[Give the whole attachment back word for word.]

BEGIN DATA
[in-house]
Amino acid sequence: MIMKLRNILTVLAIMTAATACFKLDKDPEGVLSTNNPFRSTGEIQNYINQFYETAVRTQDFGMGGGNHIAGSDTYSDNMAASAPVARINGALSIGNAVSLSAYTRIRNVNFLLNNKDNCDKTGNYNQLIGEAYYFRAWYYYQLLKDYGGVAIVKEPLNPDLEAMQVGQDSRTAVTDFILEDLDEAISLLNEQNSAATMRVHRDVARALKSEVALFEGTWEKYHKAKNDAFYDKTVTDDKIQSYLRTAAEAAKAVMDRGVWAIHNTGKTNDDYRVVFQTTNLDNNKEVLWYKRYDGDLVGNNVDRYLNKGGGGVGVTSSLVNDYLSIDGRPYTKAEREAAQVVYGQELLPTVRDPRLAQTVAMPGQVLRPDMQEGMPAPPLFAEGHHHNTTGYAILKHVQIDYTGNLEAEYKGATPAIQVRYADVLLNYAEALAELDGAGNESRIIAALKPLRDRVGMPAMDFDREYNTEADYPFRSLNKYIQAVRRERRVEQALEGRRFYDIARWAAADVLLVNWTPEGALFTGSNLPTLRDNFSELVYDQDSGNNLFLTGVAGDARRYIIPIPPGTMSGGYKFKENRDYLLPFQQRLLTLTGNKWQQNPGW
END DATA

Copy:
[in-house]
Amino acid sequence: MIMKLRNILTVLAIMTAATACFKLDKDPEGVLSTNNPFRSTGEIQNYINQFYETAVRTQDFGMGGGNHIAGSDTYSDNMAASAPVARINGALSIGNAVSLSAYTRIRNVNFLLNNKDNCDKTGNYNQLIGEAYYFRAWYYYQLLKDYGGVAIVKEPLNPDLEAMQVGQDSRTAVTDFILEDLDEAISLLNEQNSAATMRVHRDVARALKSEVALFEGTWEKYHKAKNDAFYDKTVTDDKIQSYLRTAAEAAKAVMDRGVWAIHNTGKTNDDYRVVFQTTNLDNNKEVLWYKRYDGDLVGNNVDRYLNKGGGGVGVTSSLVNDYLSIDGRPYTKAEREAAQVVYGQELLPTVRDPRLAQTVAMPGQVLRPDMQEGMPAPPLFAEGHHHNTTGYAILKHVQIDYTGNLEAEYKGATPAIQVRYADVLLNYAEALAELDGAGNESRIIAALKPLRDRVGMPAMDFDREYNTEADYPFRSLNKYIQAVRRERRVEQALEGRRFYDIARWAAADVLLVNWTPEGALFTGSNLPTLRDNFSELVYDQDSGNNLFLTGVAGDARRYIIPIPPGTMSGGYKFKENRDYLLPFQQRLLTLTGNKWQQNPGW